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Court of Appeals of Georgia.


No. A01A0241.

Decided: April 12, 2001

Cindi T. Yeager, for appellant. G. Channing Ruskell, Solicitor-General, Anthony B. Williams, Assistant Solicitor-General, for appellee.

The trial court, sitting without a jury, found Tanina Matheson guilty of driving under the influence of alcohol to the extent it was less safe to drive and failing to maintain her vehicle within a single lane.   The court found Matheson not guilty of reckless driving.   She appeals, challenging the sufficiency of the evidence and raising two enumerations regarding her legal representation at trial.   Because none of the arguments presents grounds for reversal, we affirm her convictions.

 1. Matheson contends the evidence was insufficient to support the convictions.   We disagree.

 On appeal, we view the evidence in a light most favorable to the verdict.1  So viewed, the evidence shows that at 2:00 a.m., a police officer noticed Matheson's car crossing back and forth over the highway's fog line.   The officer activated his car's blue lights, and Matheson eventually stopped.   When the officer approached the car, he detected a strong odor of alcohol emanating from inside the car.   The officer asked Matheson if she had been drinking.   She replied that she had something to drink earlier.   The officer asked Matheson for her driver's license and proof of insurance.   She produced her license, but could not find her insurance card.   The officer told her to keep looking for it while he ran a check on her license and that, if she found the card, to hold it outside the window.

Matheson found the card, held it outside the window, then accidentally dropped it.   As she got out of the car to retrieve the card, the officer asked her if she would perform field sobriety tests.   Matheson refused.   She wandered around and refused to comply with the officer's instructions to stay in one place.   Her eyes were bloodshot and glassy, her speech was slurred, and she was uncooperative.   According to the officer, who had effected over 100 DUI arrests in his career, Matheson exhibited the traits of someone who was intoxicated and possessed an impaired ability to drive.   The officer read to Matheson the implied consent notice, but she refused to submit to an alco-sensor test of her breath.

The officer placed Matheson under arrest and took her to the police station.   While en route to the station, Matheson told the officer that she was under the influence of prescription medication, though she declined to elaborate.   When they arrived at the station, the officer asked Matheson if she would submit to a chemical test of her breath.   She refused to submit to this test as well.

At trial, Matheson testified that she had “one Jack Daniels and a Diet Coke” with dinner and, some time later that night, drank two alcoholic drinks at a bar.   She denied having told the officer that she had taken prescription drugs that evening.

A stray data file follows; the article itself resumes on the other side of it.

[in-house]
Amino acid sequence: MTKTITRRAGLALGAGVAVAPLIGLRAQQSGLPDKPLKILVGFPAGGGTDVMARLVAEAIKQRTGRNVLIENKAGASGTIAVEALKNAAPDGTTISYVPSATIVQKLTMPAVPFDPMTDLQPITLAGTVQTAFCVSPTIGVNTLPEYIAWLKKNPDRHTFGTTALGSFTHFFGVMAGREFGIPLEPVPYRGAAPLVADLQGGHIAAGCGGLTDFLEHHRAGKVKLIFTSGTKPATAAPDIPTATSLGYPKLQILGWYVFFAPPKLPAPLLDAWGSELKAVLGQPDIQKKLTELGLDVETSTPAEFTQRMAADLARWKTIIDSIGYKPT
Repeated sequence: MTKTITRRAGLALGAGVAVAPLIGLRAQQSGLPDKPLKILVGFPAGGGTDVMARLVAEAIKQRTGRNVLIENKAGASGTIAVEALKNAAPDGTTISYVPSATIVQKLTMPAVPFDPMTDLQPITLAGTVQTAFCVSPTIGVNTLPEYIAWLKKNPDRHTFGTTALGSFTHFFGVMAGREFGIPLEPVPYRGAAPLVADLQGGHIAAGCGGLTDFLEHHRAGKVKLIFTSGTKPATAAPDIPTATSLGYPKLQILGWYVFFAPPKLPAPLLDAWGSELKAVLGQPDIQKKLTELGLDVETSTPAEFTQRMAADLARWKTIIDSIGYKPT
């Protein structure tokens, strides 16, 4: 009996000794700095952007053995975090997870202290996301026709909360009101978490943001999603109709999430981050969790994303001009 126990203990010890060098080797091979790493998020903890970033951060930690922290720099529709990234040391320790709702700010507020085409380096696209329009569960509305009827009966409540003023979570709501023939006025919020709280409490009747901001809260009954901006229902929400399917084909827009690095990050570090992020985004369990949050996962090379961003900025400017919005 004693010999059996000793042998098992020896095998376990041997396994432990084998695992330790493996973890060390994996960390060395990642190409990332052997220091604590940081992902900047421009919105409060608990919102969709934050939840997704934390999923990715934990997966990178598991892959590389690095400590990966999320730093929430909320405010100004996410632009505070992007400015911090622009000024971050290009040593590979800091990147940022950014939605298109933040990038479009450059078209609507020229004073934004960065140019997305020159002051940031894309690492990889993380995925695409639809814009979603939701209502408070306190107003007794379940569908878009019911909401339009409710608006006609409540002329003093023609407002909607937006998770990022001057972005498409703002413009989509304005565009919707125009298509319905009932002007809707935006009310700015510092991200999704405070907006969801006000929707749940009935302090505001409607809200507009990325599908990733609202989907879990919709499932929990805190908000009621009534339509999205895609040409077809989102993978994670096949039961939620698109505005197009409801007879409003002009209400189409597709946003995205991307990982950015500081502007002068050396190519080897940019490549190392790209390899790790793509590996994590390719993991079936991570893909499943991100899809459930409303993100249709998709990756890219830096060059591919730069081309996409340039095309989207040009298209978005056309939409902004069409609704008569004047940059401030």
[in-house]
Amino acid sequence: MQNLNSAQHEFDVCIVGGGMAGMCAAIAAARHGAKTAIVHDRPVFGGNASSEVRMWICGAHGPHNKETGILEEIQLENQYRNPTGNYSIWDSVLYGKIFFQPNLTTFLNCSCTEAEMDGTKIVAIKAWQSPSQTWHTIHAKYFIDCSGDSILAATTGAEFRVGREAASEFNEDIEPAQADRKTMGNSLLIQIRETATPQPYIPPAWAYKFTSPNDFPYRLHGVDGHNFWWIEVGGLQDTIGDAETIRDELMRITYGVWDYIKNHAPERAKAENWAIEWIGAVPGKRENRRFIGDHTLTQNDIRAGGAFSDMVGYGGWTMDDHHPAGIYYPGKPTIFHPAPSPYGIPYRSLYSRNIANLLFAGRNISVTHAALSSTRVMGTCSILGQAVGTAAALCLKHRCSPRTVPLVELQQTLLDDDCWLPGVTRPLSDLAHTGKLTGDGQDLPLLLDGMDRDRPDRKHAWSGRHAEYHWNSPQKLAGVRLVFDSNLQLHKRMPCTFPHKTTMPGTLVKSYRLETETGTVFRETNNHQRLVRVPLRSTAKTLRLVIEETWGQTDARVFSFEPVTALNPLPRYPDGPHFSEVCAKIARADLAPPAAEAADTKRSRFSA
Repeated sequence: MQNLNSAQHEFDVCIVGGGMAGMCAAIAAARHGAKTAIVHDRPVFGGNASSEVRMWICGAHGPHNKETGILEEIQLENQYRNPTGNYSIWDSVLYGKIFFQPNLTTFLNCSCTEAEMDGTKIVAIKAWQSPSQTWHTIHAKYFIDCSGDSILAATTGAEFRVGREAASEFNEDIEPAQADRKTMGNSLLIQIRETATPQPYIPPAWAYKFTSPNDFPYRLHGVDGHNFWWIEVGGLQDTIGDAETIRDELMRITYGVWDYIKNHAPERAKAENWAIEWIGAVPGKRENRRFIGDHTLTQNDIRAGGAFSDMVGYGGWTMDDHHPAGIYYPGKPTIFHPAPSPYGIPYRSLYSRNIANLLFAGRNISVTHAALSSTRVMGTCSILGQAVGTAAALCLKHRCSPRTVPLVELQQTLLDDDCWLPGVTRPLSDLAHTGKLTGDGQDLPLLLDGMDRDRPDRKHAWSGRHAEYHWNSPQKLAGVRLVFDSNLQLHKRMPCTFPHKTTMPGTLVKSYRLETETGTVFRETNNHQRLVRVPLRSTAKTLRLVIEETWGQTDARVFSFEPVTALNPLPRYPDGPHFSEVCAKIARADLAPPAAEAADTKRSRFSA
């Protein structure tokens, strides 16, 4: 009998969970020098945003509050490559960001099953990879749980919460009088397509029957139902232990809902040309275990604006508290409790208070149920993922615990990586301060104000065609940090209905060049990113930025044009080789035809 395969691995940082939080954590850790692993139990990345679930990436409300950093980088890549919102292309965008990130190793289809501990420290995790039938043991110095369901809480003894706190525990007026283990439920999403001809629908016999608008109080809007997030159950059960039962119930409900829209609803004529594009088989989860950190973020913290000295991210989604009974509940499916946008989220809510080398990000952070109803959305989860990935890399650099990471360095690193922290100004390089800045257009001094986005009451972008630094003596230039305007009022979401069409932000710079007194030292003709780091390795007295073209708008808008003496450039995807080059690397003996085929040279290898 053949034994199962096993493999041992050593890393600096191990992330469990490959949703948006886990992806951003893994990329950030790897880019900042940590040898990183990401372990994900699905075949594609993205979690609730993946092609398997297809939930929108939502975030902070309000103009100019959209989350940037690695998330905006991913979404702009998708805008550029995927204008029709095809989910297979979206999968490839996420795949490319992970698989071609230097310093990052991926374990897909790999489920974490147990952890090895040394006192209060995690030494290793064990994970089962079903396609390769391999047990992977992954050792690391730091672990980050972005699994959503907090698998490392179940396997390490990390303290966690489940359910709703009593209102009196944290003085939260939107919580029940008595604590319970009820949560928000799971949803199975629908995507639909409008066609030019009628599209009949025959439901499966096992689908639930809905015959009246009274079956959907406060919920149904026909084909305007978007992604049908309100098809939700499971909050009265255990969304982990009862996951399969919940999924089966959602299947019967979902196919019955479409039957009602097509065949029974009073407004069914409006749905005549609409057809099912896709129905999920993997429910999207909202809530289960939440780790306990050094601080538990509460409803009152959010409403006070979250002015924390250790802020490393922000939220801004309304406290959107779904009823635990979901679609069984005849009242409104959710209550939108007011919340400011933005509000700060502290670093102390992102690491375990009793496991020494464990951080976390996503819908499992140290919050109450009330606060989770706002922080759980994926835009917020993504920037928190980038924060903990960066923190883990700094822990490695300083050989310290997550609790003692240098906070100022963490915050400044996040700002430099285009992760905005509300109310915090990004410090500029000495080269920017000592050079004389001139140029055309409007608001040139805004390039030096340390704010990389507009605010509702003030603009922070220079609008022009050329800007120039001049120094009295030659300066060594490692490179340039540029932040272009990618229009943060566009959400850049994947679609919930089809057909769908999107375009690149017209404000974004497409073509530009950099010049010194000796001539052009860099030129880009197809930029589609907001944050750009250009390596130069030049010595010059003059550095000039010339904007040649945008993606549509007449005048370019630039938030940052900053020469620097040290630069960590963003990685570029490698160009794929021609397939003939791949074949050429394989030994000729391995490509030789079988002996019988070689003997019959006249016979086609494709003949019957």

Matheson's refusal to submit to an alco-sensor test and to a later chemical test of her breath is circumstantial evidence of her guilt.2  In light of that evidence, the officer's testimony as to his observations, and Matheson's admission that she had consumed three alcoholic beverages that night, a rational trier of fact could have found her guilty beyond a reasonable doubt of driving under the influence of alcohol and failure to maintain lane.3

Contrary to Matheson's contention, the trial court was authorized to reject her testimony that she was not impaired, that she crossed the fog line only because the steering on her car was malfunctioning, and she was unaccustomed to driving this car.   The trial court was also authorized to believe the officer's testimony that Matheson's eyes were glassy and bloodshot and that her speech was slurred, even if he did not include any such notations in his incident report, and to believe that Matheson was weaving and had the above-cited physical characteristics, even if, as she urges, the police car's video tape (which begins after the officer activated his car's blue lights) does not clearly corroborate his testimony.

 In a bench trial, the trial court weighs the evidence and determines the credibility of witnesses.4  It is the function of the finder of fact, not this Court, to resolve conflicts in the evidence and to determine the credibility of witnesses.5  The evidence was sufficient to support the convictions.6

2. In two enumerations, Matheson asserts errors relating to the legal representation she received at trial.   In the first enumeration, she urges that her waiver of the right to trial counsel was not knowingly and intelligently made.   In the second, she contends that the attorney appointed to assist her on the day of trial was ineffective.   Although we will consider the arguments separately, we will first set out the facts relevant to both issues.

Matheson was arrested in August 1999.   She appeared in court in December 1999 and, at that time, signed a waiver of formal arraignment form which included a list of four notices, each of which had a heading in bold print.   The second such notice stated:

Right to an Attorney - The Defendant acknowledges that he or she has been notified by the Court of the right to be represented by an attorney.   Certain Defendants who are unable to afford an attorney may qualify for a court appointed attorney and should immediately contact Pre-Trial services on the 2nd Floor of the Justice Center, Phone (770) 479-8970, to determine if they qualify for a court appointed attorney.

The waiver form she signed also contained a notice that Matheson's case was set for trial on February 23, 2000.

When the case was called for trial as scheduled, the trial court informed Matheson that it needed “to make certain that [she is] able to waive some rights here[,] such as the right to an attorney.”   The court informed Matheson that she was charged with a very serious offense, namely driving under the influence of alcohol, that the maximum punishment is a year in jail and a possible fine and penalty of $1,350.   Matheson said she understood.   When asked, Matheson told the court that she is 40 years old, completed part of college, and that she had a few courses in law.   The court asked her if she thought she could represent herself without an attorney.   Matheson replied that she could.   The judge asked if she understood the advantages of having an attorney and the disadvantages of not having an attorney.   Matheson responded that she did, but that she could not afford an attorney.